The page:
Over the holidays I watched one of the free Netflix offerings, “The Little Hours,” which is an intermittently amusing pseudo-medieval comedy loosely based in Boccaccio’s Decameron. It got me thinking about the importance of horny nuns to the European literary tradition, and the problems that tradition raises for the current search for the “authentic female voice” in our early literatures.
Before you had nuns you had widows, the most influential of whom was the Carthaginian queen, Widow Dido. Though committed to the memory and ashes of her murdered husband Sychaeus, she immediately feels a hormonal stirring when Aeneas rides into town. (He washes up on the beach, actually.) In one of Virgil’s great lines Dido confesses to her sister Anna: Adgnosco veteri vestigia flammae (iv. 23) “I recognize the signs of the old flame.” Here is the ancient origin of the still current phrase old flame; but note that in Virgil it means not a particular old boyfriend but eroticism itself. But there is such a thing as spiritual eroticism as well. Near the end of the Purgatorio the pilgrim Dante, sensing the proximity of Beatrice, says to Virgil: Conosco i segni dell’antica fiamma. Virgil would surely have recognized one of his own greatest lines, but it is precisely at this point (Purgatorio xxx, 48-49) that Virgil has disappeared from the poem like a whiff of smoke. “Types and shadows have their ending,” as the Pange lingua puts it, “for the newer rite is here.”
Dante’s “use” of Dido, which is enabled in part by the linguistic closeness of Latin to his Florentine vernacular, is particularly brilliant; but any European who could read knew Dido’s tragic history. After indulging in a torrid sexual affair with her—which she called a “marriage”—Aeneas dumped her and sailed away to do his boy thing (founding the Roman Empire). Crazed by love, Dido committed suicide. Thus she became literature’s most famous abandoned woman—and abandoned in the double sense of giving herself over completely to passion and of being scorned by a faithless lover. This literary version of the “abandoned woman” was given its classical expression in Ovid’s Heroides, a collection of the imaginary letter exchanges between famous abandoned women and the jerks who shafted them. Prominent among them are the purported letters of Dido. For a thousand years pre-pubescent boys had Latin drills based in the erotic language of the fourth book of the Æneid. Augustine writes about it. So there is a great deal of the “voicing” of abandoned women, and all of it written by males, and all of it deriving ultimately from the male schools of classical Antiquity.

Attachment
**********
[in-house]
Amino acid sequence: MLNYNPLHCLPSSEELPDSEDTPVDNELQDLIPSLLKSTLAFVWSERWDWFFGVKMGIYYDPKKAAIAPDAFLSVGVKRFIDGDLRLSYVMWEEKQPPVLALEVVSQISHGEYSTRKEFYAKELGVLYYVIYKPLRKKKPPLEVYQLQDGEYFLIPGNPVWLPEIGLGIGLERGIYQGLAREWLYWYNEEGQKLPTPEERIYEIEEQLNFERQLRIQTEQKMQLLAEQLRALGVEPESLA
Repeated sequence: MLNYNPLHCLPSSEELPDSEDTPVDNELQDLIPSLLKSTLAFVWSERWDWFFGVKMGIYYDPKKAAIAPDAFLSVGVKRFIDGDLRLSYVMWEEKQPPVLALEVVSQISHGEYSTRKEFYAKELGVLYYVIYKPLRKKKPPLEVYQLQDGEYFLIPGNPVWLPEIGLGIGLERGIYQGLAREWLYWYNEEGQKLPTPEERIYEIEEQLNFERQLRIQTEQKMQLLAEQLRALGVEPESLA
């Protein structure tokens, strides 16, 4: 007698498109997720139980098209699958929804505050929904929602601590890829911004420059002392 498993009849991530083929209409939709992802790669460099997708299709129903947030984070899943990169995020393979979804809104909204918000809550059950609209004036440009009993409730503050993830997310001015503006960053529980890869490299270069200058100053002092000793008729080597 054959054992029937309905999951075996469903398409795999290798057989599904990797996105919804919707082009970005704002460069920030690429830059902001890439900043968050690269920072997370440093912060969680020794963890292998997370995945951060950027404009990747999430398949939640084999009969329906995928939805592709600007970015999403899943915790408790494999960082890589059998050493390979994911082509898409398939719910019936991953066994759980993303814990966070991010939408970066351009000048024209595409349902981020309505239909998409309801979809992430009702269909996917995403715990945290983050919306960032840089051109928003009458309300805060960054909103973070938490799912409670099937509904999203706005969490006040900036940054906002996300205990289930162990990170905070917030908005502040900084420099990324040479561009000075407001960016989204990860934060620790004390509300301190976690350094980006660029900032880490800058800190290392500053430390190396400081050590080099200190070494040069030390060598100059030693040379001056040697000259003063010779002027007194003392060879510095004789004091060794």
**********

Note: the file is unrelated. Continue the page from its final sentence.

Abelard and Heloise, from a MS of the Roman de la Rose
Fast-forward to the first half of the twelfth century. In general the social conditions of women have not changed dramatically since Ovid’s day. It’s still a man’s world. But Christianization has created at least one very important innovation in this regard: the female religious house. In the thousands of nunneries of medieval Europe tens of thousands of women live by votive principle in single-sex communities having as little commerce with men as is practically possible. In these houses there are often important functions, “leadership roles” of teaching and administration, of financial management, of artisanal crafts that perforce have to be undertaken by women. From this situation arises a paradox. A form of life seemingly designed to demand maximal denial of, and impose maximal constraints upon its followers in fact enables many women to flourish in ways that would never be open to them in the world beyond the cloister. This is particularly true, perhaps, in the sphere of letters. Virginia Woolf famously yearned for “a room of her own.” In the Middle Ages it was fairly easy for a woman to get one, if it was a cell. So we get a Hrotsvitha, the learned tenth-century canoness of Gandersheim, and the author of erudite Latin dramas on the model of those of Plautus and Terence. In the twelfth century we get the polymath genius Hildegard of Bingen, a Benedictine nun who was among other things a poet, a musician, a scientist, and a speculative theologian.
This brings us to one of the most celebrated literary episodes of the Middle Ages, and back to horny nuns. I refer to the famous dossier of “correspondence” between Abelard and Heloise. Concerning this famous dossier I am a heretic, for I do not believe that Heloise’s letters are any more “real” than Dido’s letters in the Heroides. This is a blog post, not a scholarly essay, and I shall not argue the case. I freely admit that my heresy, which has proved on more than one occasion to be life-threatening when raised in the presence of feminist scholars, is a distinctly minority view; but I have to call them like I see them. One of Heloise’s great lines to Abelard is this: “Even if I could be Queen to the Emperor and have all the power and riches in the world, I’d rather be your whore.” That is one horny nun, and in its level of abandonment the “authentic voice” sounds to me like that of Ovid.
Be that as it may, the Abelard-Heloise correspondence had a huge fictional posterity. It is not going too far to see in it a precursor of the epistolary novel, which became so prominent in the seventeenth and eighteenth centuries with writers like Richardson in Pamela and Choderlos de Laclos in Les liaisons dangereuses. The horny nun also became a staple of the love literature of those centuries. The most famous of a dozen examples is probably the Portuguese Letters (Lettres portugaises traduites en français) first published in Paris in 1669. The purportedly “authentic voice” of the letters was that of a jilted Portuguese nun named Mariana Alcoforado. The actual author was a French libertine and Ovid-reader named Gabriel de Lavergne, sieur de Guilleragues. Another male fantasy, actually.